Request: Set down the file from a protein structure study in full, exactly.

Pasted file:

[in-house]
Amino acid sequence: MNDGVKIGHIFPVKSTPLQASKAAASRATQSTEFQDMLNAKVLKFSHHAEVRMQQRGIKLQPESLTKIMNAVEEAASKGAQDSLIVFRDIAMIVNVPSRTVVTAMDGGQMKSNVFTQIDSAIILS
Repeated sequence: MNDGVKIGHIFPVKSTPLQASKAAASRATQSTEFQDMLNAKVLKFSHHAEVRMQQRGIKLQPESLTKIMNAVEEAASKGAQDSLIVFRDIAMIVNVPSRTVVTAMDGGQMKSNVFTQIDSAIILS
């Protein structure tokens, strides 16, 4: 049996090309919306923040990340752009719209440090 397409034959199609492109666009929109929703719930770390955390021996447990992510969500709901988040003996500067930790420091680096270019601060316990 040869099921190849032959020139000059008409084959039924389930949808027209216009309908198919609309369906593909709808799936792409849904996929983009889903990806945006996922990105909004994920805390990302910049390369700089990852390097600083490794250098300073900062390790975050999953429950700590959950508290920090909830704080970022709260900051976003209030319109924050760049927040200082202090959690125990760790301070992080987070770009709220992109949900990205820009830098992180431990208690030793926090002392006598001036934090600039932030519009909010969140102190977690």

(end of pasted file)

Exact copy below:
[in-house]
Amino acid sequence: MNDGVKIGHIFPVKSTPLQASKAAASRATQSTEFQDMLNAKVLKFSHHAEVRMQQRGIKLQPESLTKIMNAVEEAASKGAQDSLIVFRDIAMIVNVPSRTVVTAMDGGQMKSNVFTQIDSAIILS
Repeated sequence: MNDGVKIGHIFPVKSTPLQASKAAASRATQSTEFQDMLNAKVLKFSHHAEVRMQQRGIKLQPESLTKIMNAVEEAASKGAQDSLIVFRDIAMIVNVPSRTVVTAMDGGQMKSNVFTQIDSAIILS
């Protein structure tokens, strides 16, 4: 049996090309919306923040990340752009719209440090 397409034959199609492109666009929109929703719930770390955390021996447990992510969500709901988040003996500067930790420091680096270019601060316990 040869099921190849032959020139000059008409084959039924389930949808027209216009309908198919609309369906593909709808799936792409849904996929983009889903990806945006996922990105909004994920805390990302910049390369700089990852390097600083490794250098300073900062390790975050999953429950700590959950508290920090909830704080970022709260900051976003209030319109924050760049927040200082202090959690125990760790301070992080987070770009709220992109949900990205820009830098992180431990208690030793926090002392006598001036934090600039932030519009909010969140102190977690």